A type of sushi that originated in Osaka, oshi sushi is created by, well, being pressed. With the use of wooden compresses, oshi sushi speeds up the sushi creation process and gives a wide amount of room for creativity.
Individual Oshi Types
The name for battera sushi came from the Portuguese who went to Japan (although the actual type of sushi had been around before they came). In fact, the Portuguese influenced Japan in numerous ways (for example, the word for bread is “pan” in both languages). Battera, as opposed to hako sushi, is upside down and has a layer of aspidistra leaves, which make for its easier removal from the mold. The leaves themselves, however, are not edible. Standard toppings for battera sushi include gizzard shad and mackerel – fish that tend to be strong-tasting and oily.
Battera is most popular for quick dinners, since it stays fresh for days. The suspected reason for this may be that since it evolved in the more inland areas that have no fish, long preservation was a necessity.
Battera is created by salting mackerel, allowing it to stand for six or seven hours, washing it, and marinating it in a vinegar mixture. Then it is placed in the rice and pressed.
Battera sushi is a favorite in the Kinki region, and is from Osaka.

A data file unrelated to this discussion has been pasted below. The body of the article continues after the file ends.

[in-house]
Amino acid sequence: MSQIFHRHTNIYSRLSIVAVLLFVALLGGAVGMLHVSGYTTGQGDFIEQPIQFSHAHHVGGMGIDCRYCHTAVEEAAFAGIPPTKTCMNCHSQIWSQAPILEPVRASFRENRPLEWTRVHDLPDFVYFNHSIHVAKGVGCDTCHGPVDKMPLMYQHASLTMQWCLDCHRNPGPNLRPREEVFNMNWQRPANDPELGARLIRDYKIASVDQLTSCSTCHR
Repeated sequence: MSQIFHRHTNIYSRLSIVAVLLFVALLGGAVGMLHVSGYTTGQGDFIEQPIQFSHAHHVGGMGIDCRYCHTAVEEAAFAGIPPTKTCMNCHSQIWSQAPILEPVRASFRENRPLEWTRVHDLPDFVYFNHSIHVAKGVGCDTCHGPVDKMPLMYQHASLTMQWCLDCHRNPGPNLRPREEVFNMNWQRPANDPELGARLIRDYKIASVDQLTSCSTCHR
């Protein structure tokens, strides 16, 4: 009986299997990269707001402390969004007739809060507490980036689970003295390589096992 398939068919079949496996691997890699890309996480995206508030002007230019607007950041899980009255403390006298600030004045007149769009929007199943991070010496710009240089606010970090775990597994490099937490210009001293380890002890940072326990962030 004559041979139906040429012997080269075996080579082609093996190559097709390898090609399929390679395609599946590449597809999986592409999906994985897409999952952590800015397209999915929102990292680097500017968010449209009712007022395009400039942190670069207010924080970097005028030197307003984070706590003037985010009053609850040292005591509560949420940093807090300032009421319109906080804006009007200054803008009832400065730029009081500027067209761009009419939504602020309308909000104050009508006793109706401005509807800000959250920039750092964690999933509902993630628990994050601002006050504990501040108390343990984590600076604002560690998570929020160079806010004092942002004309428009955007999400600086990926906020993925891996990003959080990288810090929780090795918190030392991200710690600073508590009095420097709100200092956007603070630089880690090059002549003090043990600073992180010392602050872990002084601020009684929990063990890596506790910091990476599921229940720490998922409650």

BOZUSHI ("STICK" SUSHI)
Bo sushi is pressed into a long, candy bar-type shape and then cut up into bite-size pieces.
Think: Donatello’s stick is a “bo”.
A specialty of Nara, it is generally a gift that people bring back home from Nara. It is a pressed sushi that layers rice and toppings with plant leaves, such as those of persimmons.
HAKOZUSHI ("BOX" SUSHI)
Hako sushi is made using a wooden rectangular mold, and it is most well-known as Osaka’s definitive style. Hako sushi is pressed into the mold lightly, and then toppings are put on top of the rice. At the end, it is cut into squares or rectangles, and served in cubes.
AKA: Osaka sushi, Kin sushi (“cut” sushi).
In the Toyama prefecture, masu sushi is created by placing rice on a bamboo leaf. Fish are then placed on the rice, and the leaf is folded over. The whole sushi concoction is then pressed into a frame or round trays and weighted with a rock. Like pressed sushi often is, it is then cut up into squares and served.
Azuna sushi is the same as bo sushi (below), but its toppings are put on at a slant, resulting in a stripes that are similar to that of a candy cane.